Gender differences in attitudes among those at risk for Huntington's disease

Taylor, Sandra (2005) Gender differences in attitudes among those at risk for Huntington's disease. Genetic Testing, 9 2: 152-157. doi:10.1089/gte.2005.9.152

Author Taylor, Sandra
Title Gender differences in attitudes among those at risk for Huntington's disease
Journal name Genetic Testing   Check publisher's open access policy
ISSN 1090-6576
Publication date 2005-06
Sub-type Article (original research)
DOI 10.1089/gte.2005.9.152
Volume 9
Issue 2
Start page 152
End page 157
Total pages 6
Editor P.R. Rowley
Place of publication Larchmont, NY, U.S.A.
Publisher Mary Ann Liebert
Collection year 2005
Language eng
Subject C1
370299 Social Work not elsewhere classified
750303 Gender
Abstract This report presents and discusses selected findings regarding gender differences from an Australian-based study that investigated attitudes of individuals at risk for Huntington's disease (HD) towards genetic risk and predictive testing. Clear gender differences emerged regarding perceived coping capacity with regard to predictive testing, as well as disclosure of the genetic risk for HD to others. Female participants were more likely to disclose their genetic risk to others, including their medical practitioners, while male participants were three times more fearful of disclosing their genetic risk to others. These findings are of interest in light of gender differences that have consistently been reported regarding the uptake of predictive testing for HD, other genetic conditions, and health services more generally. While gender differences cannot provide a fully explanatory framework for differential uptake of predictive genetic testing, men and women may experience and respond differently to the genetic risk for HD and possibly other inherited disorders. The meanings of genetic risk to men and women warrants further exploration, given anticipated increases in genetic testing for more common conditions, especially if post-test interventions are possible. These issues are also relevant within the context of individuals' concerns about the potential for discrimination on the basis of genetic risk or genetic test information.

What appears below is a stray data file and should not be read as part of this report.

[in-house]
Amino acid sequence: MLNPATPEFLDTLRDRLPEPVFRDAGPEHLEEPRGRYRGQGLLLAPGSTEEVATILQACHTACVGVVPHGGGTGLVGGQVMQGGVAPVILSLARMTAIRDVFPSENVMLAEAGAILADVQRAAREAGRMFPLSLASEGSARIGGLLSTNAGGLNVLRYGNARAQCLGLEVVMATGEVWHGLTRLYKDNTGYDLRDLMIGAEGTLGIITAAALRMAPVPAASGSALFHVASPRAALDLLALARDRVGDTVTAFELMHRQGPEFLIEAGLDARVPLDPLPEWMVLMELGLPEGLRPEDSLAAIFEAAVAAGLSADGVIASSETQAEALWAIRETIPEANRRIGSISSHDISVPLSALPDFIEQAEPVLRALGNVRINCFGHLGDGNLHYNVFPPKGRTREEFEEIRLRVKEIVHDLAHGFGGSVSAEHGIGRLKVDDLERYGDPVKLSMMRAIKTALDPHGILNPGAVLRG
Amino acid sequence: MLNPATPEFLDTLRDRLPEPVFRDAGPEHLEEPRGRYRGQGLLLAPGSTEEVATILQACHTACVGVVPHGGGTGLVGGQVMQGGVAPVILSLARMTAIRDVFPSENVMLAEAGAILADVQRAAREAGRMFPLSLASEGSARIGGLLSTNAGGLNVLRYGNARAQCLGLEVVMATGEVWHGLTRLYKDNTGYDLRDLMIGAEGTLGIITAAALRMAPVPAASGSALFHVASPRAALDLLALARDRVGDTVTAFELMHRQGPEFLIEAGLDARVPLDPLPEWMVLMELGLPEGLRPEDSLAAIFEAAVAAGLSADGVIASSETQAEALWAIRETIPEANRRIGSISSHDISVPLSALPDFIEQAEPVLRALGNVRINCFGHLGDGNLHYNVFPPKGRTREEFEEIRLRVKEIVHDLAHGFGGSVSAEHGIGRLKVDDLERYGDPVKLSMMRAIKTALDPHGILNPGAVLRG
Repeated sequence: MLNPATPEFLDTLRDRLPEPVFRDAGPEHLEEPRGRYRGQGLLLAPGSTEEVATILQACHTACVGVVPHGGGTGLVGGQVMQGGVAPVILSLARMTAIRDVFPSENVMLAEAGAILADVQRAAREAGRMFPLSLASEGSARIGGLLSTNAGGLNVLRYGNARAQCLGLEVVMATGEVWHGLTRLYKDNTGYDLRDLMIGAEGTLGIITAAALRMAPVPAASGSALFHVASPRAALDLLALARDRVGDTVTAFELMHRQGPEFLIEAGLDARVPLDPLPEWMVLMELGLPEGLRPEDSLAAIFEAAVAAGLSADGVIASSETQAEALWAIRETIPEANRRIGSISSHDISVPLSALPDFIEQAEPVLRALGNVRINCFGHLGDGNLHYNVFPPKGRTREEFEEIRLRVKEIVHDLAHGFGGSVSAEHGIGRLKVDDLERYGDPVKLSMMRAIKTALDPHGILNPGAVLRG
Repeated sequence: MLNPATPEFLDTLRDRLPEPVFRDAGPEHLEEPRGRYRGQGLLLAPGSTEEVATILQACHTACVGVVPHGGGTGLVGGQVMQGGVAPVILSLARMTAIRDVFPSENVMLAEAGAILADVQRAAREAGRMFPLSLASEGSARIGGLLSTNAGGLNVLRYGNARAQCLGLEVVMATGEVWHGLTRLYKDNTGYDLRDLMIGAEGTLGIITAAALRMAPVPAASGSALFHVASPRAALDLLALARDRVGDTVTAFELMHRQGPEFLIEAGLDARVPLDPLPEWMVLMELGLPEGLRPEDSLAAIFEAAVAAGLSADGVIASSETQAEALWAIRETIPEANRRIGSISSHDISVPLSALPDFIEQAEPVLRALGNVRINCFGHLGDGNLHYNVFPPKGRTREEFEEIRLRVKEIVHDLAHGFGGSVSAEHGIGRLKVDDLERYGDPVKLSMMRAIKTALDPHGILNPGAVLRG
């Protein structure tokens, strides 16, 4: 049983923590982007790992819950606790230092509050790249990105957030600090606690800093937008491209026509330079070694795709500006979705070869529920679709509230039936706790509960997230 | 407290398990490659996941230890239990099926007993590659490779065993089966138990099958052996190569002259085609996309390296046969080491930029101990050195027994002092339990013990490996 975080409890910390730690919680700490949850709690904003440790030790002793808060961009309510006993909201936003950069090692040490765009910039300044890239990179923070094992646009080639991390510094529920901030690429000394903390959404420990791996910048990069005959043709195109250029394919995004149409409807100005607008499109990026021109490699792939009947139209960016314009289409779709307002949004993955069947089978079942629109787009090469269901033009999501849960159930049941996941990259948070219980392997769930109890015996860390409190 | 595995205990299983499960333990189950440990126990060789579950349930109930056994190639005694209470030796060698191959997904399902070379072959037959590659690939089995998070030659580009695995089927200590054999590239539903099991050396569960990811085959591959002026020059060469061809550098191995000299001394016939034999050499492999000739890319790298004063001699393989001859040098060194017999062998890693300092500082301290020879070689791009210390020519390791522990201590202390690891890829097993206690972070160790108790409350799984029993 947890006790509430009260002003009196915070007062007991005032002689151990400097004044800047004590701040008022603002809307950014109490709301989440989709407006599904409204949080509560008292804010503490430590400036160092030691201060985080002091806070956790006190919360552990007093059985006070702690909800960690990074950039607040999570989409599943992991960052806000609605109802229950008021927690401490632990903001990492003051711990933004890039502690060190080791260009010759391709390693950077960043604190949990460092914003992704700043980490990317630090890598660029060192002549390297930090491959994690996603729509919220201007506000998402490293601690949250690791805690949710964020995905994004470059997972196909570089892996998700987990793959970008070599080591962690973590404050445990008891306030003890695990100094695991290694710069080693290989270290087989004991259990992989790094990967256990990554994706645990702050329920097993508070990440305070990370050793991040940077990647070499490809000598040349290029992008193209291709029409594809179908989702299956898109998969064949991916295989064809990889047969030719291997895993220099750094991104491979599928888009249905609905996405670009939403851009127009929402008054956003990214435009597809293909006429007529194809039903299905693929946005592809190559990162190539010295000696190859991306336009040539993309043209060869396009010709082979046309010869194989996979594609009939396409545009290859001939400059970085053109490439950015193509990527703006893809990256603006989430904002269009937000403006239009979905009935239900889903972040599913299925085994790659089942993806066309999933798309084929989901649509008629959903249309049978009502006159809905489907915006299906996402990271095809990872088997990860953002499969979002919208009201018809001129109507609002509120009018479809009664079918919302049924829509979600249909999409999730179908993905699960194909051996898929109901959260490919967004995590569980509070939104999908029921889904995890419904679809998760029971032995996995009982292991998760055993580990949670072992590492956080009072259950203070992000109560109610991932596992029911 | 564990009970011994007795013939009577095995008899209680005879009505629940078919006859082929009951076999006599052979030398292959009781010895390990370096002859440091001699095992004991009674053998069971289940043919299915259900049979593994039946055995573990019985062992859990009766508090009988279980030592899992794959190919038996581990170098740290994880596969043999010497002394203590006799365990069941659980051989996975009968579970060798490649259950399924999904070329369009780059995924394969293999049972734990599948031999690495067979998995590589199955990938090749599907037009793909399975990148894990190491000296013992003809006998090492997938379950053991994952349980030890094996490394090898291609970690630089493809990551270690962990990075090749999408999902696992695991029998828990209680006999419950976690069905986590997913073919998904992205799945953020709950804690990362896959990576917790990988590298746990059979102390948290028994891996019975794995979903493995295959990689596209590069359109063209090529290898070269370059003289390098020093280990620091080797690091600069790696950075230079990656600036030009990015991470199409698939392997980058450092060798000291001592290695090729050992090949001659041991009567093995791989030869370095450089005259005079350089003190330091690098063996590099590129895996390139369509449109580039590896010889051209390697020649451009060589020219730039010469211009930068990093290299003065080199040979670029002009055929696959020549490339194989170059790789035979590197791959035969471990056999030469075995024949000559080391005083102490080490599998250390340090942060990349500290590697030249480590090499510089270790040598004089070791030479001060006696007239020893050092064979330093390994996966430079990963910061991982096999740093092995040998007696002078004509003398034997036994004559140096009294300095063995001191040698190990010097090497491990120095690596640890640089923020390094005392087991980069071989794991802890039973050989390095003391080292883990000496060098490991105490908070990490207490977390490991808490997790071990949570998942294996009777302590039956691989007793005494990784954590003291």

Keyword Genetics & Heredity
Medicine, Research & Experimental
Genetic Discrimination
Q-Index Code C1

Document type: Journal Article
Sub-type: Article (original research)
Collections: 2006 Higher Education Research Data Collection
School of Nursing, Midwifery and Social Work Publications
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Citation counts: TR Web of Science Citation Count  Cited 21 times in Thomson Reuters Web of Science Article | Citations
Scopus Citation Count Cited 23 times in Scopus Article | Citations
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Created: Wed, 15 Aug 2007, 07:44:07 EST